Indonesia’s capital city Jakarta has been among the most polluted cities in the world since May this year. As with other coal-dependant economies like Australia, Indonesia is trying to balance environmental targets and the cost of pulling the plug on an industry that earned $46.7bn in exports in 2022.  

Weeks after Indonesia’s much-welcomed deal to decrease coal generation was shelved, studies found the country’s per-capita coal emissions have grown faster than any of the world’s largest 20 economies since the signing of the Paris climate accord. Come September the country’s financial regulators, Otoritas Jasa Keuangan (OJK), floated a rather unusual plan – labelling the country’s coal power plants as green.  

This means abandoning a science-based taxonomy, which critics say will relegate the country to the bottom of green finance classifications. If implemented, all coal-fired plants that supply electricity to industries making sustainable products could receive green financing.  

At the same time, the government of Indonesia is also promoting the country as a hub for manufacturing electric vehicles (EVs), close to the needed sources of nickel, cobalt and aluminium. The problem remains that the smelters for these metals rely on coal. These captive coal plants will have a capacity of 13GW, and will not feed into the grid but instead only be available for powering industrial operations.  

With these contrasting developments, Indonesia will stand as the only sustainable finance taxonomy published globally to recognise coal power as green. 

The far-reaching consequences 

While its debates caused weeks of controversy, the green taxonomy of the EU excludes coal altogether. Indonesia’s proposition comes with consequences that reach out to other industries such as finance, trickling down toward small and big investors. The Institute for Energy Economics and Financial Analysis said in a comment: “Labeling coal-fired plants as sustainable could mislead investors wanting assurance that their assets are environment-friendly, or oblige them to do more due diligence. In turn, this risks Indonesia losing high-quality foreign direct investment and rendering the taxonomy ineffective.”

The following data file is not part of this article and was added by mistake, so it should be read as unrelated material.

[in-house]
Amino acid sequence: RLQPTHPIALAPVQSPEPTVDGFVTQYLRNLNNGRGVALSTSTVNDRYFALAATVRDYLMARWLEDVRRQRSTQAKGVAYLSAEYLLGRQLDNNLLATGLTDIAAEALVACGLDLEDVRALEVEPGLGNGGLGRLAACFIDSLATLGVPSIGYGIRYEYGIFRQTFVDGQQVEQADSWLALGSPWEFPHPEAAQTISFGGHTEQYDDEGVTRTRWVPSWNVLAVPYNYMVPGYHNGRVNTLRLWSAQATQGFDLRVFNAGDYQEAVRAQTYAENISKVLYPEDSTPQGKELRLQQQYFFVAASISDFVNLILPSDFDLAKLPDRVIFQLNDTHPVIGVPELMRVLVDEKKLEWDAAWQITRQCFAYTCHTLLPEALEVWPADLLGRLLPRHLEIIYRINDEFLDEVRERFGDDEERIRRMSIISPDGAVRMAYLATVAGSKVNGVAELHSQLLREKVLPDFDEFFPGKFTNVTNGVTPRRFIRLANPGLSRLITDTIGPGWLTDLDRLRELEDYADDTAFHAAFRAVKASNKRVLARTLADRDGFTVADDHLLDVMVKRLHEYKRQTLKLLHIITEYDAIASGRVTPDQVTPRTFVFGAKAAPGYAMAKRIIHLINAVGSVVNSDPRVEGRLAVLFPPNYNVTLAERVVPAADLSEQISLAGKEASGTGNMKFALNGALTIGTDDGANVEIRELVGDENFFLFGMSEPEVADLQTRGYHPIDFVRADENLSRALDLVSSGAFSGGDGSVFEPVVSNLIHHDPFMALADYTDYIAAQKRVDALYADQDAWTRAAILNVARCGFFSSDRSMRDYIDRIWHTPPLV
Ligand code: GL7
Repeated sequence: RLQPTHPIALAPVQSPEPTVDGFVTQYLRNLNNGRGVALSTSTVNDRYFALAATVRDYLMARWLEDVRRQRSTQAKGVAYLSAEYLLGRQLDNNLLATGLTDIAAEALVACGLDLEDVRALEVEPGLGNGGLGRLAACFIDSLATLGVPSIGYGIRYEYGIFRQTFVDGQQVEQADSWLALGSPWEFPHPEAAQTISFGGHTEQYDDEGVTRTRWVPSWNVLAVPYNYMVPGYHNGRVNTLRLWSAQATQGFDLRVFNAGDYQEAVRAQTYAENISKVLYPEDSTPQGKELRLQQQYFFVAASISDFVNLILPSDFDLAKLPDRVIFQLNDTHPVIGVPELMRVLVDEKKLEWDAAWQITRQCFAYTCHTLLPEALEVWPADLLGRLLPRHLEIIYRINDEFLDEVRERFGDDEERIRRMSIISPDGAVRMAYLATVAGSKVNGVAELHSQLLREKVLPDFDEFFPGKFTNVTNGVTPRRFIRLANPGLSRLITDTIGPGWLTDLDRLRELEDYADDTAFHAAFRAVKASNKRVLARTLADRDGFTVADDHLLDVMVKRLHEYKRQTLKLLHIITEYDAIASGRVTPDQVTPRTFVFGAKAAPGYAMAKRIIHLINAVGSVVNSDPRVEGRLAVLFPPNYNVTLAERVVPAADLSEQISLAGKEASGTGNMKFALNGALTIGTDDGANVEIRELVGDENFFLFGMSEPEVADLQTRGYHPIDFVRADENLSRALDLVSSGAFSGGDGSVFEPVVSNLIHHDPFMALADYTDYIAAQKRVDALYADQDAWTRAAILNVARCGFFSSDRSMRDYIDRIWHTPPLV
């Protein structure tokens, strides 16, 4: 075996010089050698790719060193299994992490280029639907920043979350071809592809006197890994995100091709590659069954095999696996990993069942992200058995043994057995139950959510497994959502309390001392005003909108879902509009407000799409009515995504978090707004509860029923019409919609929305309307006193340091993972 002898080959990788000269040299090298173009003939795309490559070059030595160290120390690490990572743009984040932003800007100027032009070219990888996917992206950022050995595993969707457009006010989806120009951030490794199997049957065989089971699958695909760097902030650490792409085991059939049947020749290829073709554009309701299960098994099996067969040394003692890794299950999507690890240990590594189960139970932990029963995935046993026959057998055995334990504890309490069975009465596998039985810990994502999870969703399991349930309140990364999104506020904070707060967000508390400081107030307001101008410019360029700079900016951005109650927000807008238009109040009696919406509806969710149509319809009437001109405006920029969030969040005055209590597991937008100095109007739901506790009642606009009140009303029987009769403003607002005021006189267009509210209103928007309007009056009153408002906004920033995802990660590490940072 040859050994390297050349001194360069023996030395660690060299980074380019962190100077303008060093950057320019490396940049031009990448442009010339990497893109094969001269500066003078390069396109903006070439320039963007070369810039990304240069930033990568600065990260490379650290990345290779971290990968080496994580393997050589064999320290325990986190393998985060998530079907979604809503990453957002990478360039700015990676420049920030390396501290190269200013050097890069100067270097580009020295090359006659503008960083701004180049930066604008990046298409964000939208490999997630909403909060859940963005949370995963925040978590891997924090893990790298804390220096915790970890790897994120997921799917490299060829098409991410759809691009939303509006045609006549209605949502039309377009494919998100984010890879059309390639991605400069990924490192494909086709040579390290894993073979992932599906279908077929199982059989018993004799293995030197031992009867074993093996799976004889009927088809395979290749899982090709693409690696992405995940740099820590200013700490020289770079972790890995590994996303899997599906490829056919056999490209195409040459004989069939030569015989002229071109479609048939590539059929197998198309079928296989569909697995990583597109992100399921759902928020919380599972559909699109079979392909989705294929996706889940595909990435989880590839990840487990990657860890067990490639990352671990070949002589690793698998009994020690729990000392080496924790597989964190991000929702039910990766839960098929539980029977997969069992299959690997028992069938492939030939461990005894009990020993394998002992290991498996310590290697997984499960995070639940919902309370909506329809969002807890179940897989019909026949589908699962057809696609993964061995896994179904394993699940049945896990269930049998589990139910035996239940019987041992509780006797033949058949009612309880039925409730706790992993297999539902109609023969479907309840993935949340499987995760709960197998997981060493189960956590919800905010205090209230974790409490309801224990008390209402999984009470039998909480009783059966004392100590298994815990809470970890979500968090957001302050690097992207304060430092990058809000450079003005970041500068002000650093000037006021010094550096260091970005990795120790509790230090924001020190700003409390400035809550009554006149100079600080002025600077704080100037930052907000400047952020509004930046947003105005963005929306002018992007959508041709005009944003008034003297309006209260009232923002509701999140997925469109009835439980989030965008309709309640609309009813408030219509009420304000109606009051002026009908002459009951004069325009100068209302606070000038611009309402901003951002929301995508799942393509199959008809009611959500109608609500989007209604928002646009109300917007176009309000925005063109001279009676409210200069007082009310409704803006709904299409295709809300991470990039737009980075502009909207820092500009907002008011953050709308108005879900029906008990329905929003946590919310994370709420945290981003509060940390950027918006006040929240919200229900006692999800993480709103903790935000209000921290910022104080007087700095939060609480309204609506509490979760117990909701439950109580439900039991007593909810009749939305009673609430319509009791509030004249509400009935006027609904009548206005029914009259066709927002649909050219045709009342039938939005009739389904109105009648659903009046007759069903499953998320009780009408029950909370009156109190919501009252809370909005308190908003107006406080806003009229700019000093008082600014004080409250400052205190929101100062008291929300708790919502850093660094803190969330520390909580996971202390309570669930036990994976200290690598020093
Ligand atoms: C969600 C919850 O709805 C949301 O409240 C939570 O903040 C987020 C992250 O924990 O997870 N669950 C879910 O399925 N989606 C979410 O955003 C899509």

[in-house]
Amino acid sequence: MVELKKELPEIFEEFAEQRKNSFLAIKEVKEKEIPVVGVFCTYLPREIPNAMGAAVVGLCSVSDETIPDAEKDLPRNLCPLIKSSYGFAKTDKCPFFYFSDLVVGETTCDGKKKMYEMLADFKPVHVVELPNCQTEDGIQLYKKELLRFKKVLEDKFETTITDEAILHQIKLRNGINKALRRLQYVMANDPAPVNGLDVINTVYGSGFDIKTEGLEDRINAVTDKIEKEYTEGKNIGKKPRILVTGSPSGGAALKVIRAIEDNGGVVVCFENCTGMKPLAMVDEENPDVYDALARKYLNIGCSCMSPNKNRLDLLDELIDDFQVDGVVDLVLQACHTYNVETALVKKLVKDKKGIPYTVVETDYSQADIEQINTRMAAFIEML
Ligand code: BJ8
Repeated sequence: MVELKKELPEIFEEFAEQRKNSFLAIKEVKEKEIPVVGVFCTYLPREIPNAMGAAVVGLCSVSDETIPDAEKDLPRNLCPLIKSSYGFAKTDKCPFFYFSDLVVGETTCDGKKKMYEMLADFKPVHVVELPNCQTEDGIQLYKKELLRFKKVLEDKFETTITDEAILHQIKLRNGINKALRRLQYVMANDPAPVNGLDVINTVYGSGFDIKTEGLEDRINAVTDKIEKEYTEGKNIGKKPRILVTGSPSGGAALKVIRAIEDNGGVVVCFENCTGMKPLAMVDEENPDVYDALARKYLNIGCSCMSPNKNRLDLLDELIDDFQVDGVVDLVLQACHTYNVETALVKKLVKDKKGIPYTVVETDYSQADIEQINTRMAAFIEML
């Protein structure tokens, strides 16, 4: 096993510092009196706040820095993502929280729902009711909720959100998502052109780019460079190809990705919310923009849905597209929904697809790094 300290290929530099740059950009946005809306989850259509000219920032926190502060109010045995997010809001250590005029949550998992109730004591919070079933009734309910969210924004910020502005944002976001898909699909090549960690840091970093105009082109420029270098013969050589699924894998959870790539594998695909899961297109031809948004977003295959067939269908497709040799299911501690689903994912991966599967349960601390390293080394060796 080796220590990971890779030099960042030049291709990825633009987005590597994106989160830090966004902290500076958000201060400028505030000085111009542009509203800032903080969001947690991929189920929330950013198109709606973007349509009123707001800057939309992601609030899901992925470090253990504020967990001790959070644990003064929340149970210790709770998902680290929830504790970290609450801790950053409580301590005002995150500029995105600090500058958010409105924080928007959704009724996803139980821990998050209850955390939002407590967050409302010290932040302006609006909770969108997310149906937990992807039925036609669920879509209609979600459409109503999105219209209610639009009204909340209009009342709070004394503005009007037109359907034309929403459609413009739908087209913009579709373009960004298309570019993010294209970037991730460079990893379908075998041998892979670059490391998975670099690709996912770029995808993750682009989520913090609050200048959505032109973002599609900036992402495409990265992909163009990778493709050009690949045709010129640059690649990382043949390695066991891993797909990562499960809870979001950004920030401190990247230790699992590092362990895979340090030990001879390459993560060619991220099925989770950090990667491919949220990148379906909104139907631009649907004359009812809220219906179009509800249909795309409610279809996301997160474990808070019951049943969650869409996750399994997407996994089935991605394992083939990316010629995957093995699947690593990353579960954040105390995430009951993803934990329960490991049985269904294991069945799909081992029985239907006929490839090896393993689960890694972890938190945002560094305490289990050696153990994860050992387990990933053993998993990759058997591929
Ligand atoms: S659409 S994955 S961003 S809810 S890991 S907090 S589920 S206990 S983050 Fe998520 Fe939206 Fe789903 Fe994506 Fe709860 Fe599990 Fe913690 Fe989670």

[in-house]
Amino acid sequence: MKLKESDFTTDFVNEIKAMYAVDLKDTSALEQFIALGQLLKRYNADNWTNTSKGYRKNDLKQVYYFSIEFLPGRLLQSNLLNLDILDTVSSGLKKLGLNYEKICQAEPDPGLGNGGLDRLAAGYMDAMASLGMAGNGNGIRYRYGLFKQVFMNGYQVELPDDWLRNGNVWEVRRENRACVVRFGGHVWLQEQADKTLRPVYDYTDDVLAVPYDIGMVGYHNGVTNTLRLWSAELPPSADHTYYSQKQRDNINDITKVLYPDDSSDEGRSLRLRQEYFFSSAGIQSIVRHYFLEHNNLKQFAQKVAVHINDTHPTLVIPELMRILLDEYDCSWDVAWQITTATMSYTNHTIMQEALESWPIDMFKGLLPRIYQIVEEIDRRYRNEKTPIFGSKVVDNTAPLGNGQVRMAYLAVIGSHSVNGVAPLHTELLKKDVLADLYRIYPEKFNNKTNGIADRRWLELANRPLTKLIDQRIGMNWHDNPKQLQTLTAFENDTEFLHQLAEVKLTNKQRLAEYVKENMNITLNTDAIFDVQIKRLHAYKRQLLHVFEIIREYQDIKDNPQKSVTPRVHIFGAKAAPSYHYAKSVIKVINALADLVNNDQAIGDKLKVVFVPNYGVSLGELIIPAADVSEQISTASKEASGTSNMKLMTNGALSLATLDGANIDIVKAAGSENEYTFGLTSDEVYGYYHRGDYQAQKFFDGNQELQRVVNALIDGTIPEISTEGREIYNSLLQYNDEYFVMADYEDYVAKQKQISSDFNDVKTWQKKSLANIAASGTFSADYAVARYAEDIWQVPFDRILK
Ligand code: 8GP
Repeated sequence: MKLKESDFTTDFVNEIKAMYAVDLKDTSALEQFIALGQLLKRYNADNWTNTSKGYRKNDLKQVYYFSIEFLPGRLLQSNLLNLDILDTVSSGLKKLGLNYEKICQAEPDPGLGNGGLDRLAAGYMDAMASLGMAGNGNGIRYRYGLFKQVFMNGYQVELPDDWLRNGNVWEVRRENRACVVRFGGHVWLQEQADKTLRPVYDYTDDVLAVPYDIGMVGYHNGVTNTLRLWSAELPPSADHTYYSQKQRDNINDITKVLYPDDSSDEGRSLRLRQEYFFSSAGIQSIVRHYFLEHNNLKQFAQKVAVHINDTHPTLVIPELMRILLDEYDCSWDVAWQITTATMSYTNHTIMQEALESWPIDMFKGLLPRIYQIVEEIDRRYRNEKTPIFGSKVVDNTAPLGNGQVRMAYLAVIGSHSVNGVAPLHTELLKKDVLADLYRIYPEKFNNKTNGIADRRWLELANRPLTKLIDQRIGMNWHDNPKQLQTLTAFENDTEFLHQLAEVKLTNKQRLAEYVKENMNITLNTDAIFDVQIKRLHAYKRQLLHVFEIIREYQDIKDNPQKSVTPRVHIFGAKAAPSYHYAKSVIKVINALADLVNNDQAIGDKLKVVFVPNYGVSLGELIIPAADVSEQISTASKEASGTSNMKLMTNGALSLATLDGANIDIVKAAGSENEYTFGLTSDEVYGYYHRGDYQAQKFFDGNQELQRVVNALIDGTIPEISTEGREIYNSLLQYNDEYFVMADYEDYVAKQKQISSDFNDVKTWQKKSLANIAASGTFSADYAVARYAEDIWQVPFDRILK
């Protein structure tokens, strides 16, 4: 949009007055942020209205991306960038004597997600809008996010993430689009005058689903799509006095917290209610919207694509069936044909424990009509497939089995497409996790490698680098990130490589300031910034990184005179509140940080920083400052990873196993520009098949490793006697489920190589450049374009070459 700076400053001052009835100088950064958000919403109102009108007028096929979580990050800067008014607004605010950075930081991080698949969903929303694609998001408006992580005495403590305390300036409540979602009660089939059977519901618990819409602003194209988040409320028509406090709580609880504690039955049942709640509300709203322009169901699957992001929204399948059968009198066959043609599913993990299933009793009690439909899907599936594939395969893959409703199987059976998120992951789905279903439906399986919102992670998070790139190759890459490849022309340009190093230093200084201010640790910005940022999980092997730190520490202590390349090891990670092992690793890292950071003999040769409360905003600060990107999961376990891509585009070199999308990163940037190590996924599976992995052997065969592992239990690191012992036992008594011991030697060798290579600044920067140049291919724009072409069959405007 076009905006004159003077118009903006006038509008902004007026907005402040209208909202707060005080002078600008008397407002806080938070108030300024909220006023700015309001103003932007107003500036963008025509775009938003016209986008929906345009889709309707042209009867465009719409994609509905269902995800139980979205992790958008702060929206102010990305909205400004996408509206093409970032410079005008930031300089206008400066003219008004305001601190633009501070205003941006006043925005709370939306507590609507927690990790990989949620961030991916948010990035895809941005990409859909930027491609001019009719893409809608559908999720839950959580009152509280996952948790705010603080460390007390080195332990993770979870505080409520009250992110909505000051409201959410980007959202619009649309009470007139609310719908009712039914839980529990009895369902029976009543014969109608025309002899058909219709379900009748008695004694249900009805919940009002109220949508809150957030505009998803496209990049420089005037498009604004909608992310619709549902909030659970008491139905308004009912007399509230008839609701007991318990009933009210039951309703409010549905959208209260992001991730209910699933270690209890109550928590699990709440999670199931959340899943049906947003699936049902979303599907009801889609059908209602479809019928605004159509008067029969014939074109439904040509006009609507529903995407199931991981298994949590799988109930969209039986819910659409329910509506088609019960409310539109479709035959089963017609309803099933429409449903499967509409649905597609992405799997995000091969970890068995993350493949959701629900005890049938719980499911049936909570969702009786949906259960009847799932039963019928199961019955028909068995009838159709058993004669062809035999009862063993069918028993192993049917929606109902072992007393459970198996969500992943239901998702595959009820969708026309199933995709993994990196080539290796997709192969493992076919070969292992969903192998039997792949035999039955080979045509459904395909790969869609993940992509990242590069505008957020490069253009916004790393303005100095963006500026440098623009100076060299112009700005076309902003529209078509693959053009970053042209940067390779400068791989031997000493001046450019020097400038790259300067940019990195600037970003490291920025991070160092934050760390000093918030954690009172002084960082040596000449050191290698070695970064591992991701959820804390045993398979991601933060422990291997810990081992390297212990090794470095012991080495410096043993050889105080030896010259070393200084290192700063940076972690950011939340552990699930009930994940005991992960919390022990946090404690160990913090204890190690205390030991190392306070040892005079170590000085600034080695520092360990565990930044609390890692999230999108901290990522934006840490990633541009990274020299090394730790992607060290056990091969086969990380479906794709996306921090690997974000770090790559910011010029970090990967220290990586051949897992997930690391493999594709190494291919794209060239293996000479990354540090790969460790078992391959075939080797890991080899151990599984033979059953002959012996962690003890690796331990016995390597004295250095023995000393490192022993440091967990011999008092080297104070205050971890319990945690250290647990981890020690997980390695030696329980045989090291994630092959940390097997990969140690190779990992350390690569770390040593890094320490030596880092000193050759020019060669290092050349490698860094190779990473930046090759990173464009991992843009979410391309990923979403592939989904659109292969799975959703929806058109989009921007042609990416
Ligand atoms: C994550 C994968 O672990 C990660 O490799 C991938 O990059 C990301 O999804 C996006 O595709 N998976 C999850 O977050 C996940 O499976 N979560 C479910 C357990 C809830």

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Despite their power and supposed expertise, investors can be misled. Looking solely at “green” labels for investment runs the risk of financial players being greenwashed, and their intentions to decarbonise and maintain ESG funds being questioned.  

In a similar move in July 2022, the European Parliament backed EU rules to label investments in gas and nuclear plants as climate friendly under some circumstances. Gas, a less polluting fuel than coal, was said to be a necessary transition fuel while some countries in the bloc ramped up their renewable capacity. However, of the 639 lawmakers present, 328 opposed a motion that sought to block the EU gas and nuclear proposals. 

The investor reaction to the move was negative, and financial firms managing more than €50trn ($53trn) in assets criticized the European Commission for attempting to weaken the EU’s taxonomy in favour of the gas lobby. This criticism may intensify in Indonesia if the country chooses the path of coal over climate targets, blurring the lines of what is sustainably sourced.